The Pac-12's Next-Best Receiver: Cooks Or Huff?
By Ken Scudero
The best wide receiver in the nation plays in the Pac-12, and he’s likely to be the first receiver taken in the 2014 Draft. I’m talking about USC's Marqise Lee, the guy with the best hands in the country. When looking past Lee in the Pac-12, there are two receivers who are eerily similar in their size and style of play. Brandin Cooks and Josh Huff are the second- and third-best wide receiver prospects in the conference, but which one is better?
Brandin Cooks, Oregon State
Cooks opened eyes around the nation in 2012 when he was able to snag 67 balls for 1,151 yards and 5 TDs as the No. 2 receiver behind Markus Wheaton. He was named to Phil Steele’s and Athlon’s Pac-12 preseason first team as well as third-team All-America. In the first game of the 2013 season, Oregon State lost to Eastern Washington, but Cooks had a career day, catching 13 balls for 196 yards and two TDs.
Although he’s a small receiver at 5-foot-10, 186 pounds, he plays big. He lines up on the outside but will most likely be used as a slot receiver at the NFL level. He’s the fastest guy on the field at all times, and when he has the ball, he’s a threat to take it all the way every time.
Cooks is a great route-runner. He’s able to run at full speed, stop dead in his tracks to fake out a defender, and then start up again without being touched. He’s a complete receiver, which is rare for one under six feet. He’s sure-handed, and it’s routine for him to go up over defensive backs to make catches. He may be only 5-10 but he plays like he’s 6-2. He’s an exciting receiver to watch and I don’t think he will drop past the third round in the 2014 draft.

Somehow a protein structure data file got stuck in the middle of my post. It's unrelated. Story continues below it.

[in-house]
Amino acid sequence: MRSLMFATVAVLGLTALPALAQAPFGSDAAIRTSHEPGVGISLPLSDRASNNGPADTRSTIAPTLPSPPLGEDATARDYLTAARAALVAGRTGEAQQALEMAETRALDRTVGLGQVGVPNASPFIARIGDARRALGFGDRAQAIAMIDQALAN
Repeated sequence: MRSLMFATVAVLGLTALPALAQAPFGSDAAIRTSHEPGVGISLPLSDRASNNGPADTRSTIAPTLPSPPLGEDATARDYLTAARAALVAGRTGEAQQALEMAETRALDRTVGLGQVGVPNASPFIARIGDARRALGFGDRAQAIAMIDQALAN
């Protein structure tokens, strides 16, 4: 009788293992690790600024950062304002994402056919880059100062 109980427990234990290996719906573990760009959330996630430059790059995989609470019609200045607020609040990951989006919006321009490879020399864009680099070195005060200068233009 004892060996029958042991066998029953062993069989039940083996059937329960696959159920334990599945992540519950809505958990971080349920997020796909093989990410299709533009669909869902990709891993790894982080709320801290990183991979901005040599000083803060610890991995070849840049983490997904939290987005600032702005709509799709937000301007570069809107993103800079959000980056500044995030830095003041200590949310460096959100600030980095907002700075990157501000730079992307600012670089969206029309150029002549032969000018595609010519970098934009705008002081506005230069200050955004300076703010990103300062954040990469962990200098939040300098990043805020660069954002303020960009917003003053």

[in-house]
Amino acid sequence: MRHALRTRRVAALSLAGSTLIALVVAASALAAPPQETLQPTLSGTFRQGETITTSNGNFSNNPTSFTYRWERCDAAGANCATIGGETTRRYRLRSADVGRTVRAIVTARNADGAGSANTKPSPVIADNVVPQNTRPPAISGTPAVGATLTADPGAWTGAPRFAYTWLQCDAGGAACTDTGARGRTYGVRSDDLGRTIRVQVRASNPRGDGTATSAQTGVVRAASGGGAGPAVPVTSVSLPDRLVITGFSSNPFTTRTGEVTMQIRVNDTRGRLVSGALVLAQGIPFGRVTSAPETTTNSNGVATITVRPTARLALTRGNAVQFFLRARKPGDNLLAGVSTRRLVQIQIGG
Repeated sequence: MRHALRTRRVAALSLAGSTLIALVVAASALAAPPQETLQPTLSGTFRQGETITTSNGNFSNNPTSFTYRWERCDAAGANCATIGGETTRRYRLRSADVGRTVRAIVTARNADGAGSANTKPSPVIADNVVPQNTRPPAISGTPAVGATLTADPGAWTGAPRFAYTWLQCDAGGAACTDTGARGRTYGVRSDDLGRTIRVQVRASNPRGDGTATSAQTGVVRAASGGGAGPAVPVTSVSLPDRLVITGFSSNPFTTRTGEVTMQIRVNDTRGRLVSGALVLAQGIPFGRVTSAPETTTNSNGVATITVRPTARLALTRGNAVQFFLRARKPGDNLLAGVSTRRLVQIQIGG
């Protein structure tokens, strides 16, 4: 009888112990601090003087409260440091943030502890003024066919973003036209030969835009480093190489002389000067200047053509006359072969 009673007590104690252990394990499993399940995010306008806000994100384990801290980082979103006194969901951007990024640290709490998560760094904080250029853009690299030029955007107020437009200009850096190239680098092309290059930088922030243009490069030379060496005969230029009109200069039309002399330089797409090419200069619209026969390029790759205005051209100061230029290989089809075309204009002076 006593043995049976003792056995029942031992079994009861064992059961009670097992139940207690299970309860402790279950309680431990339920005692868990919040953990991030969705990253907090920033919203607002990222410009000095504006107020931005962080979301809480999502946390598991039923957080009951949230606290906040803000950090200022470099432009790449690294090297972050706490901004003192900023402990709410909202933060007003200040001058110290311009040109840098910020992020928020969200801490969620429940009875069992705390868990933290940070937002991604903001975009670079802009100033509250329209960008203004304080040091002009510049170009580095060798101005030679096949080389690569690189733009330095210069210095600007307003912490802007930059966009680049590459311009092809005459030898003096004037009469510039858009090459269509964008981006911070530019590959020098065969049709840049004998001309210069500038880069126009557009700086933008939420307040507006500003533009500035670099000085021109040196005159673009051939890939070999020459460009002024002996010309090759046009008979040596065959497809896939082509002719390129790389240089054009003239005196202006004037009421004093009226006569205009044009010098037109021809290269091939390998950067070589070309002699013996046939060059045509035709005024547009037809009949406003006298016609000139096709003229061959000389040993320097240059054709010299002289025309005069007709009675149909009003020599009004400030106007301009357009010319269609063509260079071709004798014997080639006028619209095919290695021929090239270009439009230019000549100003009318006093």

Josh Huff, Oregon
Huff has been overlooked during his career at Oregon where he’s compiled decent numbers but never had a real breakout season. He’s had to play alongside receivers and running backs who are just as fast as he is, so Huff (5-11, 202) has never really stood out as a speed demon type of a receiver -- despite the fact that he is extremely fast. He’s an experienced receiver and has started 23 games over three seasons. He had his best season last year with 32 catches for 493 yards and seven TDS, and Huff opened the 2013 season with five catches for 118 yards against Nicholls State.
Oregon’s offense doesn’t include many complicated routes, as we all know. There are a lot of quick slants, plenty of screens, and the old-reliable stop-and-go. Huff is quick with and without the ball, and he is more than capable of running crisp routes. The offense he’s played in for three years just hasn’t allowed him to completely showcase his route-running ability. He’s got excellent hands and is great in space with the ball. He can make a career in the NFL with the way his game is played because his best attribute is finding holes in the defense and securing the ball. Look for Huff to be drafted in the later rounds next year and be used as a slot receiver.
Who's the better prospect?
Both Cooks and Huff most likely will be used as slot receivers in the NFL next season. They both have great hands, rarely drop a ball, and both are big play threats. Huff is more experienced but Cooks is just more talented, plain and simple. He’s faster, jumps higher and is more versatile. Cooks is the better prospect. but Huff isn’t too far behind. Their games are similar to Tavon Austin’s so it will be interesting to see how Austin fares with the St. Louis Rams this season. Perhaps he will open the door for guys like Cooks and Huff and create more demand for the speedy slot receiver with the good hands.